New rare species named after Hortus prefect Paul Kessler
A new plant species was named after Paul Kessler, prefect of the Leiden Hortus botanicus. Kessler discovered the small tree, which is related to the kiwifruit, himself.
The new species is called Saurauia kessleri. Kessler's colleague Khoon Meng Wong from the Singapore Botanic Gardens presents a description of it in a book which came out last July. According to the international nomenclature rules, this makes the name official. The book describes a total of 62 new species.
Expedition in Berau
Kessler is prefect of the Leiden Hortus botanicus, but also a specialist in the field of plants form Southeast-Asia. In 1996, during an expedition in Berau, Indonesia, he collected flowers and leaves of the then unknown species. During the expedition Kessler and colleagues determined the plant to be from the Saurauia genus, he explains. The species has been described based on this material. This makes it the so-called type specimen. It is also the only known specimen of the species so far. The material is being kept in Leiden.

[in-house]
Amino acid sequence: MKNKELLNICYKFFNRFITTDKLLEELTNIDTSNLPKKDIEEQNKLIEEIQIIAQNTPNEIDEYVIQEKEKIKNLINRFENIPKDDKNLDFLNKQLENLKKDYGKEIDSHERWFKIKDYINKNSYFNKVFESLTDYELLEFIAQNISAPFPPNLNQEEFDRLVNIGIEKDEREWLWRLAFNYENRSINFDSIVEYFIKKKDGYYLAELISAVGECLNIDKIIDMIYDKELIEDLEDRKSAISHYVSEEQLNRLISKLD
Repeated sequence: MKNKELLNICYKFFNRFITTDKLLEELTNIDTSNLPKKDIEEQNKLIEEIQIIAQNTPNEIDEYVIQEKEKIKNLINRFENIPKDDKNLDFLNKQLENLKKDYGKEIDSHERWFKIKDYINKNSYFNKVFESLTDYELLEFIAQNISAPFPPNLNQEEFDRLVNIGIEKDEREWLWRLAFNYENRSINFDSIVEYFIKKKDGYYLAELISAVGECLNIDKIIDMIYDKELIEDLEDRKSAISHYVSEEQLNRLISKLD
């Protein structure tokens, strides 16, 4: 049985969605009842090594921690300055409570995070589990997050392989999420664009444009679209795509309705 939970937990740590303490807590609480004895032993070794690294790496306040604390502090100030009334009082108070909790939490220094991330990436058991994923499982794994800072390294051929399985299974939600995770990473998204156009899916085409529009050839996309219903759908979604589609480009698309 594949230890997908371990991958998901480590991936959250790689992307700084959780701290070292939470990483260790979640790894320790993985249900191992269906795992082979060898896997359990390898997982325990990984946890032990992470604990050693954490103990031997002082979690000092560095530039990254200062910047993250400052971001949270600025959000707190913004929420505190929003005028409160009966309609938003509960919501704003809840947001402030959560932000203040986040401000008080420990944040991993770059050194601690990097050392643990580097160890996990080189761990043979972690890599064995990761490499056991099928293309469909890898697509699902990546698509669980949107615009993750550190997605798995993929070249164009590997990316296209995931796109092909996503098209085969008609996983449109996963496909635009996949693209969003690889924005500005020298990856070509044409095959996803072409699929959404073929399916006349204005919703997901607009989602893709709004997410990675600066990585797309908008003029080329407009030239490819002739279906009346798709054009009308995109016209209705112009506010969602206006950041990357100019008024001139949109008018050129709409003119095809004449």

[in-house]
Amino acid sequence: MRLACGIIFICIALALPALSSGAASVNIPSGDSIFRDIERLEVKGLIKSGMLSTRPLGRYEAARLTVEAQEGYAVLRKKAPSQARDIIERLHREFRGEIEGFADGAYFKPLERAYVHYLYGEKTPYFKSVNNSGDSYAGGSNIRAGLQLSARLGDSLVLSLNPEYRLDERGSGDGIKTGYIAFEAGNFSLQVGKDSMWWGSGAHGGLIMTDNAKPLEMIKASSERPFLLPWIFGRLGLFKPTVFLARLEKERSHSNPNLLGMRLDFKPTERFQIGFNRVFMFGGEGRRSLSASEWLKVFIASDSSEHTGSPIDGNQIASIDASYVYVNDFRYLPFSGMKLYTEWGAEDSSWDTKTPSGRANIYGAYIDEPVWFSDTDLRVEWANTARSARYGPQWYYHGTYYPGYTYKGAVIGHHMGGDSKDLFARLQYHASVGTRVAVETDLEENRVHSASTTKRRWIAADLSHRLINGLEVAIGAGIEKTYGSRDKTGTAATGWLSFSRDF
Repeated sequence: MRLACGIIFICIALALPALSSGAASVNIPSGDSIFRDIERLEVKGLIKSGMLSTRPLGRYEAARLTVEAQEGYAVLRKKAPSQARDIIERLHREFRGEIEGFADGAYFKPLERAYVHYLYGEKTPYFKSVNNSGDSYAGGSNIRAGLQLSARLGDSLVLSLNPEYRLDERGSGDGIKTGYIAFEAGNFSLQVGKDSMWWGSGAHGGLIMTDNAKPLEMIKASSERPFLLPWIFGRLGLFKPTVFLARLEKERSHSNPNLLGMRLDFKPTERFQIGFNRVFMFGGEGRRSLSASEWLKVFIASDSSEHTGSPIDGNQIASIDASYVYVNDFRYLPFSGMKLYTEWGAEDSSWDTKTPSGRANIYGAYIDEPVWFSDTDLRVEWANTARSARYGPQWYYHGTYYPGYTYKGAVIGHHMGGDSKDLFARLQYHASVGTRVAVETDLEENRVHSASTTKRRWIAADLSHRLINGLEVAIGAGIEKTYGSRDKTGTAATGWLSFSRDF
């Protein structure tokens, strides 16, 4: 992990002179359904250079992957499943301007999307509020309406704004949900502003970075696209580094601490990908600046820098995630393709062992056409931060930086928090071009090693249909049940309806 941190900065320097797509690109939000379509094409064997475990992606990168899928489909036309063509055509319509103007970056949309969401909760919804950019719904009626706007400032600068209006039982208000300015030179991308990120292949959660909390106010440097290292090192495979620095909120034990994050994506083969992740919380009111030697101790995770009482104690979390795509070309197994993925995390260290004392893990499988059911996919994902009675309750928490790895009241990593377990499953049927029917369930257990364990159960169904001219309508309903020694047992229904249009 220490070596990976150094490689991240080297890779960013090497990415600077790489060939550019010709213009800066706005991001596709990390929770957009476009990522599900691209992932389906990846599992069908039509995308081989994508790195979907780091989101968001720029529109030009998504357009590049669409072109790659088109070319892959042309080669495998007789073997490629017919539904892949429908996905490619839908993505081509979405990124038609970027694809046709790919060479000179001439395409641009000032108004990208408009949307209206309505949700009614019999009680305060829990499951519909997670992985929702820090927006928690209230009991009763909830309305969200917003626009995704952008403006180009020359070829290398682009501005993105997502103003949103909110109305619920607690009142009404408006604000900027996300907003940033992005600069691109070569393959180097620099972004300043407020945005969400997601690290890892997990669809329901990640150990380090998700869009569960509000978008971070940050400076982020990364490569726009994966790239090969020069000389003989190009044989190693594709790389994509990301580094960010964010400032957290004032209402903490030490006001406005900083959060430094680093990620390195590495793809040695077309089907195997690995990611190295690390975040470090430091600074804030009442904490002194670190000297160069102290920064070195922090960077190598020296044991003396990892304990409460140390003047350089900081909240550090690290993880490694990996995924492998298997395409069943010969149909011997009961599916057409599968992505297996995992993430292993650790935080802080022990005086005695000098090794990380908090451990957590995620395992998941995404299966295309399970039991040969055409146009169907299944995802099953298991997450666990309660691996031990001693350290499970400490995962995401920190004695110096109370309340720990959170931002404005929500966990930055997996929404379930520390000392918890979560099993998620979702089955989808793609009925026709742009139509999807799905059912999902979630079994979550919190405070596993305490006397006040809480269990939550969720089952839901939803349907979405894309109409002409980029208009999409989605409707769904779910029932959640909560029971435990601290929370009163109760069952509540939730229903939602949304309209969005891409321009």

The very rare Saurauia kessleri is a treelet of circa 3 meters tall. A distinctive characteristic are the triangular scales at the bottom of the leaf. The tree has flowers in cymes that are about 1 centimeter in diameter. The genus Saurauia is a part of the kiw family, which contains species like kiwi and mini kiwi and several other species that have edible fruits. But no fruits are to be expected in the supermarket form the Kessler tree, he says: the fruits of the treelet are very small and not edible.